Assessment |
Biopsychology |
Comparative |
Cognitive |
Developmental |
Language |
Individual differences |
Personality |
Philosophy |
Social |

Methods |
Statistics |
Clinical |
Educational |
Industrial |
Professional items |
World psychology |

**Statistics:**
Scientific method ·
Research methods ·
Experimental design ·
Undergraduate statistics courses ·
Statistical tests ·
Game theory ·
Decision theory

In statistics, a **random effect(s) model**, also called a **variance components model** is a kind of hierarchical linear model. It assumes that the data describe a hierarchy of different populations whose differences are constrained by the hierarchy. The fixed effects model is a special case.

## Simple example Edit

Suppose *m* elementary large schools are chosen randomly from among millions in a large country. Then *n* pupils are chosen randomly from among those at each such school. Their scores on a standard aptitude test are ascertained. Let *Y*_{ij} be the score of the *j*th pupil at the *i*th school. Then

- $ Y_{ij} = \mu + U_i + W_{ij},\, $

where μ is the average of all scores in the whole population, *U*_{i} is the deviation of the average of all scores at the *i*th school from the average in the whole population, and *W*_{ij} is the deviation of the *j*th pupil's score from the average score at the *i*th school.

## Variance components Edit

The variance of *Y*_{ij} is the sum of the variances τ^{2} and σ^{2} of *U*_{i} and *W*_{ij} respectively.

Let

- $ \overline{Y}_{i\bullet} = \frac{1}{n}\sum_{j=1}^n Y_{ij} $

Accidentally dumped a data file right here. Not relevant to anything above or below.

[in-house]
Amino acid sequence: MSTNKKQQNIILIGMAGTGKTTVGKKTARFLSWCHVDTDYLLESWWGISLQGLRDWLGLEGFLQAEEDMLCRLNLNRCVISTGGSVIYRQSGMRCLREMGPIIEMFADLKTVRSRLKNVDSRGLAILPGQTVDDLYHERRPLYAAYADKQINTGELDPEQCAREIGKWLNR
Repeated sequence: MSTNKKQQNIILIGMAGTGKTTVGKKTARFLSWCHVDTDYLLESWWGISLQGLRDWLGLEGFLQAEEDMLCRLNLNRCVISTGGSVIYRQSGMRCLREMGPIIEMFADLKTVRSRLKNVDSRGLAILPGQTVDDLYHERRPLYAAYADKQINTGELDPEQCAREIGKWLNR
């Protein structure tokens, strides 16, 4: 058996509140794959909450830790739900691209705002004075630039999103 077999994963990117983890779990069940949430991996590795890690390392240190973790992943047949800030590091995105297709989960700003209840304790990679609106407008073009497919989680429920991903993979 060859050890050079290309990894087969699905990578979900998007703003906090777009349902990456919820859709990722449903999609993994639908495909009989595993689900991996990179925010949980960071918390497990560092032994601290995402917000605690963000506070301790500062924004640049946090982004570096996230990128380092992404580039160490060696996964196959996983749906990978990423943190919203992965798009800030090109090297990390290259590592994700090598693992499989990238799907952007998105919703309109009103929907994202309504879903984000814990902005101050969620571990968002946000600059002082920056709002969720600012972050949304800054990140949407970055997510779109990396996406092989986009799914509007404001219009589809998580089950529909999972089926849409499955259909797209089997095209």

be the average, not of all scores at the *i*th school, but of those at the *i*th school that are included in the random sample. Let

- $ \overline{Y}_{\bullet\bullet} = \frac{1}{mn}\sum_{i=1}^m\sum_{j=1}^n Y_{ij} $

be the "grand average".

Let

- $ SSW = \sum_{i=1}^m\sum_{j=1}^n (Y_{ij} - \overline{Y}_{i\bullet})^2 \, $

- $ SSB = n\sum_{i=1}^m (\overline{Y}_{i\bullet} - \overline{Y}_{\bullet\bullet})^2 \, $

be respectively the sum of squares due to differences *within* groups and the sum of squares due to difference *between* groups. Then it can be shown that

- $ \frac{1}{m(n - 1)}E(SSW) = \sigma^2 $

and

- $ \frac{1}{n}E(SSB) = \frac{\sigma^2}{n} + \tau^2. $

These "expected mean squares" can be used as the basis for estimation of the "variance components" σ^{2} and τ^{2}.

## ReferencesEdit

- Random effect model at Bandolier (Oxford EBM website)
- Fixed and random effects models
- Distinguishing Between Random and Fixed: Variables, Effects, and Coefficients
- How to Conduct a Meta-Analysis: Fixed and Random Effect Models

## See alsoEdit

- zh:随机效应模型

This page uses Creative Commons Licensed content from Wikipedia (view authors). |